It happens often enough: A writer taking a day or two break, which turns into a week of not writing, then two, and pretty soon your manuscript has been pushed off the table and into a drawer. Not good. Now you’ve lost all drive to work on the thing. You’re procrastinating, and have no desire to start on it again. Let me repeat: This is not good, and you know it.
It started off innocently enough. You did actually want to work on the book, but you had a lot going on. Or maybe you had hit a rut. Still, you had other things you needed to get done. You wanted to read that new book. You were to work on that hard scene tomorrow. You just took of one night because you were so tired, and you deserved one night off after all you’ve done.
But then what’s one more? Surly you could miss one more day. You really need to study, or work, or you just got a new computer you’re trying to figure out. And you’re really tired. One more day. You’ll work on it tomorrow. You want to work on it tomorrow.
But that meeting ran late. You’ve got to study. There was a band concert. Tomorrow.
And – surely – you’ve seen the rest of this picture. Working on your novel had been prioritized with all the other slush (if even important slush) you move through everyday. It was just another thing to do, and eventually you weren’t even excited about it. You didn’t even want to do it anymore. It’s just so much work write a novel. And now you’ve got no more forward momentum to get it done.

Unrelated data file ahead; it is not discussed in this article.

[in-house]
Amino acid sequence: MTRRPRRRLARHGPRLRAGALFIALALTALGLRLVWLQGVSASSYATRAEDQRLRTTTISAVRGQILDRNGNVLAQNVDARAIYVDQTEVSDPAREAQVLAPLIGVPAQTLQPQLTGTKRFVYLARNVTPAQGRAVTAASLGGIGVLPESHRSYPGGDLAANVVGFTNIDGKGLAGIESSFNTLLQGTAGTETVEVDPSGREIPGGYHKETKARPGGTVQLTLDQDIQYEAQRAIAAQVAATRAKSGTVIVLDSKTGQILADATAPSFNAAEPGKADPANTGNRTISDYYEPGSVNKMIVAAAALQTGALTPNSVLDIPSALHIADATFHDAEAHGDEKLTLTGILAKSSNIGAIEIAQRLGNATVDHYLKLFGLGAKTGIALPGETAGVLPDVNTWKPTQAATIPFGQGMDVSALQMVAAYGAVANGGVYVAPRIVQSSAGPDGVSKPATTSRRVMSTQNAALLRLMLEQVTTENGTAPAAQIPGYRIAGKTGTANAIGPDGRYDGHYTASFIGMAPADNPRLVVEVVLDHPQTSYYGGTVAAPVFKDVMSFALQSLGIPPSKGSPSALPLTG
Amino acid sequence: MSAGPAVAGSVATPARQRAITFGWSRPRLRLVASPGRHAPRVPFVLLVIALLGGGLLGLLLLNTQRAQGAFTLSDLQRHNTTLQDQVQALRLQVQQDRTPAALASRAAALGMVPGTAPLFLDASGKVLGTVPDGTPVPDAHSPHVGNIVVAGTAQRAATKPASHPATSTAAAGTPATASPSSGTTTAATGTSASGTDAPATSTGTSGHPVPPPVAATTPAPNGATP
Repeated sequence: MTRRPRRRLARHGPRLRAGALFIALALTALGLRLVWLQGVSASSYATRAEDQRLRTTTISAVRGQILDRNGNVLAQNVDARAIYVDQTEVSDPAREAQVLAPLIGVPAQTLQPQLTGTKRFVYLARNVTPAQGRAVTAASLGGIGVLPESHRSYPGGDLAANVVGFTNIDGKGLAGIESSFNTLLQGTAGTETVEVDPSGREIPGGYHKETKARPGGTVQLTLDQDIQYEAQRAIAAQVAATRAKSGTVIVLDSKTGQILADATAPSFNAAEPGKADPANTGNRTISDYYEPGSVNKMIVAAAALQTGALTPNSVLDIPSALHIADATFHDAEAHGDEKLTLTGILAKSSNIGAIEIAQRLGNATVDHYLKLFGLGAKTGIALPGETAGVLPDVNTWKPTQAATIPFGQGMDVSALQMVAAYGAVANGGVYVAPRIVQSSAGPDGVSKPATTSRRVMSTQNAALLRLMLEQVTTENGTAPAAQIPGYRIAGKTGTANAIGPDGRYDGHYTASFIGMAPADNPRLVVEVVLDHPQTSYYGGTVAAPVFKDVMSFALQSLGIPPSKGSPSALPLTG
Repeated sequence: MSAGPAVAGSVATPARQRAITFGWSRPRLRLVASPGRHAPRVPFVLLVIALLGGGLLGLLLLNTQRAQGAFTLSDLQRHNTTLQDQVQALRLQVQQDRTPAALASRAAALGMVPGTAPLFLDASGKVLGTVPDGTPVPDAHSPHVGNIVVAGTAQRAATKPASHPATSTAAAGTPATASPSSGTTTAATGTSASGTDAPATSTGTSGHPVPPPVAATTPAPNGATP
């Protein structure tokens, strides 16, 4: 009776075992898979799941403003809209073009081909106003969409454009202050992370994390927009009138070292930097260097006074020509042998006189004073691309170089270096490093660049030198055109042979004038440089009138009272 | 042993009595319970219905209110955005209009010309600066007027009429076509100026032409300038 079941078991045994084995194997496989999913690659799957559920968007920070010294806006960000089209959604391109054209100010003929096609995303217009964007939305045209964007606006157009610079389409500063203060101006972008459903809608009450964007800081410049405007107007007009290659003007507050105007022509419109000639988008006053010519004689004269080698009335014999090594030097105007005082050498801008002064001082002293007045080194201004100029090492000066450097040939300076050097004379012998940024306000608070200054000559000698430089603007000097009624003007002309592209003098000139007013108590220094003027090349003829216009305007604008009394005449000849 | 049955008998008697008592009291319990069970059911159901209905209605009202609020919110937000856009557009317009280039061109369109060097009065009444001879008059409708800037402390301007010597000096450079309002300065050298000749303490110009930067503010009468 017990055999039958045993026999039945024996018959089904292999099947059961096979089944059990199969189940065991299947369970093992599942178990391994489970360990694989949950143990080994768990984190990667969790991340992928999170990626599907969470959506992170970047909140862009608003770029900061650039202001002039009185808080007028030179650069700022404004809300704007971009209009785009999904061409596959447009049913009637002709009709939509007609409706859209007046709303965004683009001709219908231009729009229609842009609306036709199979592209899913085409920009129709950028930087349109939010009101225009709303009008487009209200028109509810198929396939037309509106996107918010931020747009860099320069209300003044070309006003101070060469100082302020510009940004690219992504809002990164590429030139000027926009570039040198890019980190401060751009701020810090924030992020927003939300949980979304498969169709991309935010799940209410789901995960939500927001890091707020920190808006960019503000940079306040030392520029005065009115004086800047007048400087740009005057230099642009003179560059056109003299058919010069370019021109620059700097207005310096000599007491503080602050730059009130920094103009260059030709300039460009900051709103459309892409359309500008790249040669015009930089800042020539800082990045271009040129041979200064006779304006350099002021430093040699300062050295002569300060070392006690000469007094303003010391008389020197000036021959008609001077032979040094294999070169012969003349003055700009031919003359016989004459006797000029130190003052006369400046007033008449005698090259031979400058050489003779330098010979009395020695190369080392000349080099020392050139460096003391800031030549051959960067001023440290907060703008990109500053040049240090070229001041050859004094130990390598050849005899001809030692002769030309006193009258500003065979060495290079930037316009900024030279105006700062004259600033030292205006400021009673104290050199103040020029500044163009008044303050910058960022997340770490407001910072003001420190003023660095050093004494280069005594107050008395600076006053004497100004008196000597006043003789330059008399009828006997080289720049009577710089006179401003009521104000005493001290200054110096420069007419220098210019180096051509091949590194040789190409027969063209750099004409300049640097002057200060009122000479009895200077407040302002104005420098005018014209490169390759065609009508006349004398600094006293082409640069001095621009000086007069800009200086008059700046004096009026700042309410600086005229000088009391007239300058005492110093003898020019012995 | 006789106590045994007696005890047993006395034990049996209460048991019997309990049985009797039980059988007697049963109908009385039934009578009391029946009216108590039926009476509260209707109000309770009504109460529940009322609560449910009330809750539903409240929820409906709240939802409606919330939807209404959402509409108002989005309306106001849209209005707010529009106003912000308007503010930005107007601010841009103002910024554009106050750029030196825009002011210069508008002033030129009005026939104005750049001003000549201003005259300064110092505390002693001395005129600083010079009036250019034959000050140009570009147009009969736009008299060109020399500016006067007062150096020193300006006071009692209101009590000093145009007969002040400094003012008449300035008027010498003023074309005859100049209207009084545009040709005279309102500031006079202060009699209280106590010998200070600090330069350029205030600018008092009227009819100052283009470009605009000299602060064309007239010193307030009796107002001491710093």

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Snap out of it. You know where this train is headed. That’s right, failure. Failure in something you cared about. Failure to finish the thing you started. Procrastination and cowardice. A sad amount of grit and determined attitude.
I went through this phase in my first novel, and I believe it cost me a whole year. But that revise draft seemed like it would never end, you were in a really tough writing spot. So you stopped for awhile… and the rest is history.
Shame on you. We all have our highs and lows, but dig deep and find your grit. You already know it takes discipline and determination to write a novel. You knew this going into it. Are you a writer or not? If so, write the book.
This guest post was contributed by Samantha Fenton. Samantha lives in Ridgefield, Washington on a beautiful ten acres filled with many beloved pets. Samantha is currently striving to traditionally publish, as well as enjoying her passion for golf. Alternately titled Loosing Momentum: Snap Out of It.